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Field and House Inspectors Indicted by Pitkin Grand Jury

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By : John Cutts    99 or more times read
A grand jury from Pitkin County has indicted two building and house inspectors and a plumbing and heating company owner for the death of a family in Aspen. The Lofgren family, with husband and wife Parker and Caroline, along with their children Sophie and Owen, reportedly died from carbon monoxide poisoning caused by a faulty water system that caused gas to leak into the house.

Erik Peltonen, a building inspector, was indicted along with building examiner and Pitkin County field inspector Brian Pawl. Marlin Brown, who owns the company that installed the pipes and boilers at the Lofgren home, was also indicted. Brown, owner of the Roaring Fork Plumbing and Heating, and Peltonen were indicted for negligent homicide. They were issued arrest warrants but were released after providing bonds worth $11,000 each.

The two men were also indicted on a misdemeanor charge of reckless endangerment. Both the homicide and misdemeanor indictments are for four counts, one for each member of the Lofgren family. Meanwhile, field inspector and building examiner Pawl was indicted on four counts of misdemeanor, but is not facing any charge for felony.

The indictments for the building and house inspectors and the Roaring Fork owner were delivered by a jury comprised of 12 regular members and two alternative jurors. The charges of homicide have presumptive prison sentences that start at one year and can reach up to three years. The defendants are set to be at the Pitkin County District Court on August 16 for their initial appearance.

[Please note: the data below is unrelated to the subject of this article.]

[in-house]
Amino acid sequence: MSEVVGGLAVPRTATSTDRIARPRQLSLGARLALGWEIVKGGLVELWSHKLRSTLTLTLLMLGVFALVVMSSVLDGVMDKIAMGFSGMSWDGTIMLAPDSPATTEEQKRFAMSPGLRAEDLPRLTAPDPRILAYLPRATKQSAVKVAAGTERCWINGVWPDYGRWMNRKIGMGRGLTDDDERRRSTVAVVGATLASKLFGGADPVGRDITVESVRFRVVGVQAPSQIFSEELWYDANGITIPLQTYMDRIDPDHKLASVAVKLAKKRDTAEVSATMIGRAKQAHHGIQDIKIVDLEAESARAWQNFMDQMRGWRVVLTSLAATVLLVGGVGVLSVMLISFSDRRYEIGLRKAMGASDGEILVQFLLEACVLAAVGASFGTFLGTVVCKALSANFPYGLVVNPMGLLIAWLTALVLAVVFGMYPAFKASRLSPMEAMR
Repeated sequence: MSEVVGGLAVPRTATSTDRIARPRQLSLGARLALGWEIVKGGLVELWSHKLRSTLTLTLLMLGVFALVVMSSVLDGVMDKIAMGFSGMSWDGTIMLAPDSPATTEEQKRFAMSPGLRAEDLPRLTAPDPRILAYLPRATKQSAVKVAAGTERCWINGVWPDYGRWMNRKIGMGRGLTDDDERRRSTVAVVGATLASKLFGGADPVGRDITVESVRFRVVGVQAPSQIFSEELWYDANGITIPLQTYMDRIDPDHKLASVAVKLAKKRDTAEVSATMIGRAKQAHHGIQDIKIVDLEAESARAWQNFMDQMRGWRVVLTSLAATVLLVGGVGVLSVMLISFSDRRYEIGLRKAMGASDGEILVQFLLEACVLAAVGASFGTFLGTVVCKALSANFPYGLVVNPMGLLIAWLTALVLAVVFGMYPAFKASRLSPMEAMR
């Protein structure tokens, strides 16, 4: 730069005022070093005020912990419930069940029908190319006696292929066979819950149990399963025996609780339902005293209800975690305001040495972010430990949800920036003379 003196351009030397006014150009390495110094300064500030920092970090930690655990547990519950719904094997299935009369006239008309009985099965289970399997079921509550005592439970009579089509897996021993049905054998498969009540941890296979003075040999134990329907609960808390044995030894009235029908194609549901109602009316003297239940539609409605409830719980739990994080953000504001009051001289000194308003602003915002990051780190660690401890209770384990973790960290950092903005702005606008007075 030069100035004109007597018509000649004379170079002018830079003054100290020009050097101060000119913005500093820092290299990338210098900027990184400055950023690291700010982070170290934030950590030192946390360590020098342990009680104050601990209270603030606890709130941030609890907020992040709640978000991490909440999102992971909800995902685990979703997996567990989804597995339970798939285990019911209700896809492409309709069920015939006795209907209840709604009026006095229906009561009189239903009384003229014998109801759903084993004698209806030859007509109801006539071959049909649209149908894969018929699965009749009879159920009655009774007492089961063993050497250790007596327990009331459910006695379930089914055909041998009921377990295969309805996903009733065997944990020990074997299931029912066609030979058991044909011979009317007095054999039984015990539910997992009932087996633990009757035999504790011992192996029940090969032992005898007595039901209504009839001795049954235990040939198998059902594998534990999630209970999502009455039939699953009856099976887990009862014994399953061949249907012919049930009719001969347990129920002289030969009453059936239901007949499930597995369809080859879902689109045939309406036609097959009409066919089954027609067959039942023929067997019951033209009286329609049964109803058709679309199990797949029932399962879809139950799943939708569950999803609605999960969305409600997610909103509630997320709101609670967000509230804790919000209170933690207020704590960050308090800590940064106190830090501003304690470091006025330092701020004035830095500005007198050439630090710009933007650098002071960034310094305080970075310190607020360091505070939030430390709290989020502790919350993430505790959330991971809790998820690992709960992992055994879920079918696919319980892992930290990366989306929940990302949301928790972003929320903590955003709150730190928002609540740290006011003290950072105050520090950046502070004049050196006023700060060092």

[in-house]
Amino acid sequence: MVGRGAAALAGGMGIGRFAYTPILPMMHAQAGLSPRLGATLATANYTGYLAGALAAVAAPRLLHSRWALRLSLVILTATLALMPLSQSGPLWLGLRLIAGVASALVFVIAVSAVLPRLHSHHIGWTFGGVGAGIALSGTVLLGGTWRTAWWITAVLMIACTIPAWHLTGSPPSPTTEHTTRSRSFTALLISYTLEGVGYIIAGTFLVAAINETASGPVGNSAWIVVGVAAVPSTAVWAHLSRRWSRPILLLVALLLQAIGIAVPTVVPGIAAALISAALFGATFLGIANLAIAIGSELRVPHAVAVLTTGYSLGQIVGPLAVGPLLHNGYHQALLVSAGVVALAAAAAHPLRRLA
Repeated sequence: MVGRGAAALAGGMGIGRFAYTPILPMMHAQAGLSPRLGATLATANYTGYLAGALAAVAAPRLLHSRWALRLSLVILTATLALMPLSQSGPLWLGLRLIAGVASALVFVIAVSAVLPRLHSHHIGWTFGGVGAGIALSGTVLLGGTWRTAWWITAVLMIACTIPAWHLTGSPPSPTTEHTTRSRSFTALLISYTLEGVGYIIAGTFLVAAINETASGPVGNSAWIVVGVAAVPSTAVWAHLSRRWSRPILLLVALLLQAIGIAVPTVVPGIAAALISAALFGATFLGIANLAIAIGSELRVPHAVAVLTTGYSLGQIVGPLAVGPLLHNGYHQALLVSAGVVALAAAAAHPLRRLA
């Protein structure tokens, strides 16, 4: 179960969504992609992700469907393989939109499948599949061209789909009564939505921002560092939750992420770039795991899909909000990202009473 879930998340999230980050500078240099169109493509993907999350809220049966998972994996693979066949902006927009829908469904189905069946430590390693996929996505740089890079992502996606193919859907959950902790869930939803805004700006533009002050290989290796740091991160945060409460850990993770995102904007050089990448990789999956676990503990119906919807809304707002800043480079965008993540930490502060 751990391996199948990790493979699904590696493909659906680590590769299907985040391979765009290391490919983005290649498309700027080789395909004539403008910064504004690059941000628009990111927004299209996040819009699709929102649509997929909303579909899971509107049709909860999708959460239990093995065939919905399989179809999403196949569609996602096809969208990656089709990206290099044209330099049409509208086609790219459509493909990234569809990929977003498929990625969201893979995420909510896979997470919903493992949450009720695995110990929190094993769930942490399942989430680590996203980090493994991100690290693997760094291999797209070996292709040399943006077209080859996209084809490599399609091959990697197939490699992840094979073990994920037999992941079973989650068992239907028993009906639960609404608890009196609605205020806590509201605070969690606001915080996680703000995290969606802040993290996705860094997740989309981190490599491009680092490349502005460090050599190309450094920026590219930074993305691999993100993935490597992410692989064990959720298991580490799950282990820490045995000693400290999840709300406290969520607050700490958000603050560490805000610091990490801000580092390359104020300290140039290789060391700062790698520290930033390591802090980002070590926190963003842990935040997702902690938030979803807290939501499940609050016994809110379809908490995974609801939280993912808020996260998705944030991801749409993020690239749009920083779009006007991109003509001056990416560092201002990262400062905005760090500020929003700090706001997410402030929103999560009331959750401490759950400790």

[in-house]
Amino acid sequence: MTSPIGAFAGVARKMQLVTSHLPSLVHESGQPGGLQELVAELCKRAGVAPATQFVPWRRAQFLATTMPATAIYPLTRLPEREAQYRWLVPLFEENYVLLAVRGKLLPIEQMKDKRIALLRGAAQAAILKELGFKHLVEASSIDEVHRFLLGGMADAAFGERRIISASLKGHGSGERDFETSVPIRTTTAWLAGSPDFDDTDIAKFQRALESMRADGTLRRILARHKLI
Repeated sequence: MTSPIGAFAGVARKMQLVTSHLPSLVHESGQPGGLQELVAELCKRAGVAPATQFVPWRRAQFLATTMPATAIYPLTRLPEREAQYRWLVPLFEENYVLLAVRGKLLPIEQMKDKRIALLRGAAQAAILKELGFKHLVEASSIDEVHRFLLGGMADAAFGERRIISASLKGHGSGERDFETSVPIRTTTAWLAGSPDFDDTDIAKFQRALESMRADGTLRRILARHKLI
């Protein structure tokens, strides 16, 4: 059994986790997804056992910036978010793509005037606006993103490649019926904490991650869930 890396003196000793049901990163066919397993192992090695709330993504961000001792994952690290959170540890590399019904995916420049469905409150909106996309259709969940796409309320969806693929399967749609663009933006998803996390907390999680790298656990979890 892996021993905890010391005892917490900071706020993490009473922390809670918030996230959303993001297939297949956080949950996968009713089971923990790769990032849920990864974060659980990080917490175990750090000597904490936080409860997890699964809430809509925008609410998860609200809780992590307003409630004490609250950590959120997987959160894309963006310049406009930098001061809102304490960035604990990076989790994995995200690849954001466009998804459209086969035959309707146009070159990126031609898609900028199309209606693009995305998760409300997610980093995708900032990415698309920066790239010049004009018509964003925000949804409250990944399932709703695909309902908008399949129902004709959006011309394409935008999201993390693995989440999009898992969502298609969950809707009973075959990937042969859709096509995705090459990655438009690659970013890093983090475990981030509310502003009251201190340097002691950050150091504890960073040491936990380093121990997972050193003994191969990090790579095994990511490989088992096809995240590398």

Reports on the incident claimed that the Lofgrens' residence did not have a detector for carbon monoxide. The office of the Pitkin County Sheriff also conducted an investigation which allegedly found that a faulty system for hot water is the main cause of gas leaking inside the family's home.

The incident involving the Lofgren family, along with another similar occurrence, this time involving a Denver college student, resulted in the establishment of House Bill 1091. Under the bill, houses in Colorado are required to have detection systems for carbon monoxide. The indictment has also put more emphasis on the level of responsibilities facing house inspectors and the accountability that they need to face when working on residences in the state.
John Cutts has been educated in the finer points of the foreclosure market over 5 years.

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